Service stagnates, profits up at airports: ACCC

In Australian Domestic Tourism, Government, Harmonisation, Momentum, National Headlines, Tourism Routes, Transport
TTN, 13th April 2015:  The Australian Consumer and Competition Commission is querying why Australia’s big four airport’s revenues have increased so signficantly whilst growth in passenger numbers has been slow. The ACCC’s airport monitoring report for 2013-14 also ‘raised concerns’ that the airlines flying into the airports ‘did not possess enough bargaining power’ to ‘ensure appropriate commerical outcomes’ (competition that would result in lower fare prices), but noted airlines could apply to the national Competition Council to have airports declared under the Competition and Consumer Act.

TTN is following up on what is required to have airports ‘declared’ under the Competition and Consumer Act.

ACCC report lets fly at major airports

From The Australian, 10th April 2015

Perth airport received the equal lowest quality of service rating for the year in the ACCC report. Source: Supplied

International airlines have called on major airports to lift their game after the competition regulator found operators continued to boost revenues and profit margins without substantially lifting service quality.

Brisbane Airport was the only member of the big four to deliver a “good’’ quality of service in the Australian Competition & Consumer Commission’s airport monitoring report for 2013-14.

It found that Perth, Brisbane, Sydney and Melbourne airports continued to report “substantial increases in aeronautical revenues and margins’’ despite relatively low passenger growth. But it said it was not seeing any substantial increases in the overall average quality of service at the airports.

“In fact, service quality at all monitored airports has declined over the past decade, despite higher unit revenues at all airports,’’ ACCC chairman Rod Sims said.

Perth and Melbourne airports received the equal lowest quality of service ratings for the year, while Sydney improved to second place. All were in the satisfactory range.

But Sydney attracted attention for reaping the highest car parking margin — $5221 per parking space — in an environment where all four airports boosted parking ­revenue. Sydney, which earned $120 million from parking, also had the highest parking charges at $16 an hour, compared with $14 at Brisbane and Melbourne and $8 at Perth.

The report found that since the removal of price caps, the airports had reported significant increases in real earnings, with some margin rises of more than 300 per cent in real terms over a decade. Aeronautical asset bases — including infrastructure such as runways, terminals, taxiways and aprons — had also increased since 2003-04 with real percentage rises ranging from 21.5 per cent at Sydney Airport to 206.5 per cent at Perth.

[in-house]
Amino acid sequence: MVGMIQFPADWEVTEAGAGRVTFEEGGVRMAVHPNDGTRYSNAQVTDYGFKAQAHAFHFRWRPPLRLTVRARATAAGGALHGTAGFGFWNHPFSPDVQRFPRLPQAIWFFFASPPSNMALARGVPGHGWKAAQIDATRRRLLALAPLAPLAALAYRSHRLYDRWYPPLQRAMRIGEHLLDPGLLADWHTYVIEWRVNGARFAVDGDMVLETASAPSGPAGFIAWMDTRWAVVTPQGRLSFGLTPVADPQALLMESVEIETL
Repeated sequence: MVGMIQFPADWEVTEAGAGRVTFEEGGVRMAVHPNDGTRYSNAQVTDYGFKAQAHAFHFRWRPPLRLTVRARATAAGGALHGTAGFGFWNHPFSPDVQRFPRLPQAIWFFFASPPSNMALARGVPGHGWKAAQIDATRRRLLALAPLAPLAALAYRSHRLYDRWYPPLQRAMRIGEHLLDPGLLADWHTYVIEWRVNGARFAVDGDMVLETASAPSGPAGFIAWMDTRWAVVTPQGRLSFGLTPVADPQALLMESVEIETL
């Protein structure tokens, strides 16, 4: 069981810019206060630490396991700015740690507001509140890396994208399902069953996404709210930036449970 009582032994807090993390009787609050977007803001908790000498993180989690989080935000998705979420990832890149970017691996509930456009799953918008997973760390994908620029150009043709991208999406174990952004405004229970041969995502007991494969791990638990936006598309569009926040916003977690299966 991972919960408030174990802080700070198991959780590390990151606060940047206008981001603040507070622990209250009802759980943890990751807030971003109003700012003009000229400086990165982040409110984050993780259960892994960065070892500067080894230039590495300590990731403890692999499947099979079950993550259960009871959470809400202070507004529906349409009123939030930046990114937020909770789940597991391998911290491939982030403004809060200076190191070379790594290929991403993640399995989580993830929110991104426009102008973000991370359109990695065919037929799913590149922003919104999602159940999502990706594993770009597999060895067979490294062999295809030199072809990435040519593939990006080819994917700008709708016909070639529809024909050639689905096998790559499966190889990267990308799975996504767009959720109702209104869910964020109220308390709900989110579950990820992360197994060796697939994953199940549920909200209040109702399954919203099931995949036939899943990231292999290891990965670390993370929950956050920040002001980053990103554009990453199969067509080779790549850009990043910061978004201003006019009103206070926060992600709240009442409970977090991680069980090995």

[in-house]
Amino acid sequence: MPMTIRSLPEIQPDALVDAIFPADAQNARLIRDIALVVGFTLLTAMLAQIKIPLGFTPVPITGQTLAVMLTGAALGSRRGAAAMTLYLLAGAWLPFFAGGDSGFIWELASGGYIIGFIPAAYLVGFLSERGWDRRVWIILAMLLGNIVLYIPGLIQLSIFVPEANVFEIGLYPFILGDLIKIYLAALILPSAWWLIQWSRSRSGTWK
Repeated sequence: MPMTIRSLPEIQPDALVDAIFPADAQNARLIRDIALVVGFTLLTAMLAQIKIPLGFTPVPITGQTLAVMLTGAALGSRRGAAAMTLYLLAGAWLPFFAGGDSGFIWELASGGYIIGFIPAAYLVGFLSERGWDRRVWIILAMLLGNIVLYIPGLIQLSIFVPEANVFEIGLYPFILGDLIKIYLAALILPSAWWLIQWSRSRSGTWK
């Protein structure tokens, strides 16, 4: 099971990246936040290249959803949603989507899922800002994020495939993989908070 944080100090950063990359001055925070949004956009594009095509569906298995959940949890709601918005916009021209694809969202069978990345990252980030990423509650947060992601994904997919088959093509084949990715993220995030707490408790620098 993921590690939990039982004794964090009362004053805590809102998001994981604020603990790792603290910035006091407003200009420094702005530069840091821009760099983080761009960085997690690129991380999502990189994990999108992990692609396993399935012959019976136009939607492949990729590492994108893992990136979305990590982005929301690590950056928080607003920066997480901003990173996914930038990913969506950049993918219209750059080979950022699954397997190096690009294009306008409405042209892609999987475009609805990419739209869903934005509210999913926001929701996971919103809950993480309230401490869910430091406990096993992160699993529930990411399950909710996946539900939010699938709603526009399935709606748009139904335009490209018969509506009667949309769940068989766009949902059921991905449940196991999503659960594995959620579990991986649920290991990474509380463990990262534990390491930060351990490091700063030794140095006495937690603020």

“While acknowledging the lumpy nature of aeronautical investment, each airport also reported a larger level of capital expenditure as a proportion of aeronautical assets in 2013-14 than in 2003-04,’’ the report said.

The report also raised concerns that airlines did not possess enough bargaining power to ensure “appropriate commercial outcomes” at some airports but noted they could apply to the national Competition Council to have an airport declared under the Competition and Consumer Act.

It said bargaining power imbalances were better addressed through competition, but argued that the competitive framework in Sydney had been undermined by giving the operator of Sydney Airport first refusal on any second airport within 100km of the CBD.

BARA executive director Barry Abrams said the ACCC report continued to highlight the need for airport operators and international airlines to agree on the capacity and quality of services provided to airlines and passengers. “This ­requires commercial agreements focused on minimising costs and increasing service quality through productivity improvements, innovation and suitable price-setting mechanisms,’’ Mr Abrams said.

BARA also called for improvements in custom, immigration and quarantine services, noting that these also affected the efficiency of airline operations and passenger experience.

On the question of bargaining power, Mr Abrams called on the next review of “light-handed’’ regulation of the airport to determine whether agreements reached between each airport and the airlines was better than if it was set by an independent third party.

“This provides the right benchmark for assessing the merits of the current economic regulatory arrangements and the conduct of individual airport operators,’’ he said.

But the ACCC’s findings were disputed by the Airports Association of Australia, which questioned the link between increased financial margins and “claimed lagging of quality of service outcomes’’.

“While aeronautical revenue for these airports has increased over the past 12 months, for a variety of reasons including increased international passenger numbers, it is not fair to imply there is a reluctance from airports to improve their level of service,’’ association chairman Stephen Goodwin said.

“The multi-billion-dollar levels of investment that are occurring at each of these four airports is evidence of an unwavering commitment to continually improve and develop the services we provide our customers.”

The association pointed to “record investments’’ totalling $900m across the four airports in 2013-14.

The association said the airports were each undertaking significant infrastructure investment — including new terminals, runways and aeronautical infrastructure — with spending ranging from $139m to $329m in 2013-14.

“Australian airports take ­seriously their critical role as the frontline of the burgeoning international tourism market,’’ Mr Goodwin said.

“These are world class facilities and with these high levels of investment they will only get better.’’

 

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